Following a US judge’s decision to block JetBlue Airways’ acquisition of rival low-cost carrier  Spirit Airlines, Spirit has told investors that it is moving to shore up its financial position. 

The ultra-low-cost carrier (ULCC) expects revenue generated during the fourth quarter of last year to be ”at the high end of the company’s initial guidance” due primarily to lower-than-anticipated fuel prices and strong bookings during the end-of-year holiday travel season, it said in a 19 January filing with the US Securities and Exchange Commission. 


Source: Spirit Airlines

South Florida-based Spirit is manoeuvring to firm its financial footing after a US court ruling blocked its deal with JetBlue on 16 January 

As a result, the carrier has adjusted its guidance for its fourth-quarter operating margin, now anticipating it to be down 12-13% rather than the previous guidance of 15-19% lower. 

The company disclosed that, as of 31 December, it held some $1.3 billion of cash and equivalents and $300 million of revolving credit. 

Industry analysts described a relatively bleak future for Spirit after its deal with JetBlue was struck down on anti-competitive grounds, with TD Cowen aviation analyst and managing director Helane Becker warning that the carrier is at risk of bankruptcy and liquidation. 

Spirit lost $158 million during the third quarter of 2023. But the ULCC says now it is working to steady itself. 

“During the fourth quarter, the company took several steps to shore up its liquidity to allow it to make the necessary strategic shifts to enable the company to compete effectively in the current demand backdrop and return the business to profitability,” Spirit says.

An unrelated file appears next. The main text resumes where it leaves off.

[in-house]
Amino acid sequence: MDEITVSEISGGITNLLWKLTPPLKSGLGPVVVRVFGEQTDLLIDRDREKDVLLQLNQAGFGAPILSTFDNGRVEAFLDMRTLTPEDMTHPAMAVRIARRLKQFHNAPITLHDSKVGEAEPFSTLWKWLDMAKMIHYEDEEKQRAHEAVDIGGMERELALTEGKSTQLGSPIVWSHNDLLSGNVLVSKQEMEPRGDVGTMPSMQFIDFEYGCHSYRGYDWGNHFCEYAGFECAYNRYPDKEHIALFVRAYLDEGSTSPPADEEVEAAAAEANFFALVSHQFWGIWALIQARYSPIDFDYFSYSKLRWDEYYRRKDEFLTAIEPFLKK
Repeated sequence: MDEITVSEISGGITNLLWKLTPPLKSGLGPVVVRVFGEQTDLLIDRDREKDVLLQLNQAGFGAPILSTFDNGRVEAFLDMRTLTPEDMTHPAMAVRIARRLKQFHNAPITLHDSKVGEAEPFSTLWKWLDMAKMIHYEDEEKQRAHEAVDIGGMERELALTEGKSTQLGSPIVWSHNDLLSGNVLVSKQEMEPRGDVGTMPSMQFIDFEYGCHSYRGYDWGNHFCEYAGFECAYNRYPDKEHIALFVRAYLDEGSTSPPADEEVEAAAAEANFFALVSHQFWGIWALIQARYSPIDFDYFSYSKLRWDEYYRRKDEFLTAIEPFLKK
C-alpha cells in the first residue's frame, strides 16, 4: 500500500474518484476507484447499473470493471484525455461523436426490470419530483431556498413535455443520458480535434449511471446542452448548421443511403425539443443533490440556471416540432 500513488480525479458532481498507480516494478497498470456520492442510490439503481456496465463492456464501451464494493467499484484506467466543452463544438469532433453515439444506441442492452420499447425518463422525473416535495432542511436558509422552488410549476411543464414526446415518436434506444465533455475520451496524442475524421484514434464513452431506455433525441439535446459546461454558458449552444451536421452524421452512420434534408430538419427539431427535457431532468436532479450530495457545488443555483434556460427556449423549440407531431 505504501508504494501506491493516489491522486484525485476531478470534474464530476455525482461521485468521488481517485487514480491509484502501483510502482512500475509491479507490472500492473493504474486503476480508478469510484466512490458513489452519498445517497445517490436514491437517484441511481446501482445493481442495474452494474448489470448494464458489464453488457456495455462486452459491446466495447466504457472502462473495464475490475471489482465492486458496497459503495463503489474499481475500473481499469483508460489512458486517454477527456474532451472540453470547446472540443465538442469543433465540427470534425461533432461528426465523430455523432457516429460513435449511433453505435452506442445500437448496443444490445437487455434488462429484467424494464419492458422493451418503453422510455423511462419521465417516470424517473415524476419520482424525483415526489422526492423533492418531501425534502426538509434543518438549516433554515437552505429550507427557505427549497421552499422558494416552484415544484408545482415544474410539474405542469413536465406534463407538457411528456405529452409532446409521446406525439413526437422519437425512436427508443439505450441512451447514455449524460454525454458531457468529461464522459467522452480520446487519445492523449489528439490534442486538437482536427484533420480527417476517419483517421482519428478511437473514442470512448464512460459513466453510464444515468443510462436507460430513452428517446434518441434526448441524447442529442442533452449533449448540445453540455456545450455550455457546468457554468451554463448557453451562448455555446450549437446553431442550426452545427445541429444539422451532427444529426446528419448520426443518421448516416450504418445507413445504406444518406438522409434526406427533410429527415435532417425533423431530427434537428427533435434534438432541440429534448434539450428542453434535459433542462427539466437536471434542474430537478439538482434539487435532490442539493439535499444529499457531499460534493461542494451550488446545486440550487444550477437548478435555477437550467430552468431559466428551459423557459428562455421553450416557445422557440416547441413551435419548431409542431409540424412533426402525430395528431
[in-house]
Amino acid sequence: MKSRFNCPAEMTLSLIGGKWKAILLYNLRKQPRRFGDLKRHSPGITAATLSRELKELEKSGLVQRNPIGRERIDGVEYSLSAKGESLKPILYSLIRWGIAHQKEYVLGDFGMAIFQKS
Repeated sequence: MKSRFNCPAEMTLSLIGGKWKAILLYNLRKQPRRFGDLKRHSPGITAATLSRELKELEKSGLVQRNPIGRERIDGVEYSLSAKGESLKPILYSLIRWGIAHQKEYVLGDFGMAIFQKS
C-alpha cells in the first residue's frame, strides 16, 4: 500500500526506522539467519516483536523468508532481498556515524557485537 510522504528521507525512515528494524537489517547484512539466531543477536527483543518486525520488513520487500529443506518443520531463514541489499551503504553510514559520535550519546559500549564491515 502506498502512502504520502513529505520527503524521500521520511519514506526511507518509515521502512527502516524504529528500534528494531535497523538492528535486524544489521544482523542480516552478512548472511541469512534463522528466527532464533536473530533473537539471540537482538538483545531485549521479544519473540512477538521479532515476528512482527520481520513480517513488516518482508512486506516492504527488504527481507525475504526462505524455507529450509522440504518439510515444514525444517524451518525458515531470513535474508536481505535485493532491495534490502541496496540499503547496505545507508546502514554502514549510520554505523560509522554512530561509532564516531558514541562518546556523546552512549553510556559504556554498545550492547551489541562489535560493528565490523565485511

In December, the company sold and leased back 20 of its narrowbody Airbus jets, and in January it completed transactions for five more aircraft, generating a total of $419 million in cash. It’s also ”assessing options” to refinance some debt that is scheduled to come due in 2025.

The Florida-based airline says it is expecting capacity in the first quarter of 2024, as measured in available seat miles, to rise one to two percent over the same period last year.

Spirit also says it is negotiating with Pratt & Whitney regarding compensation for the geared turbofan engine issues that have plagued operators of Airbus A320-family aircraft.

In October, Spirit said it anticipates an average of 26 jets will be grounded during 2024. 

”Discussions with Pratt have progressed considerably since October,” Spirit says, ”and while no agreement has been reached to date, the company believes the amount of compensation it will receive will be a significant source of liquidity over the next couple of years.” 

Spirit is scheduled to host a conference call on 8 February to discuss its fourth-quarter results.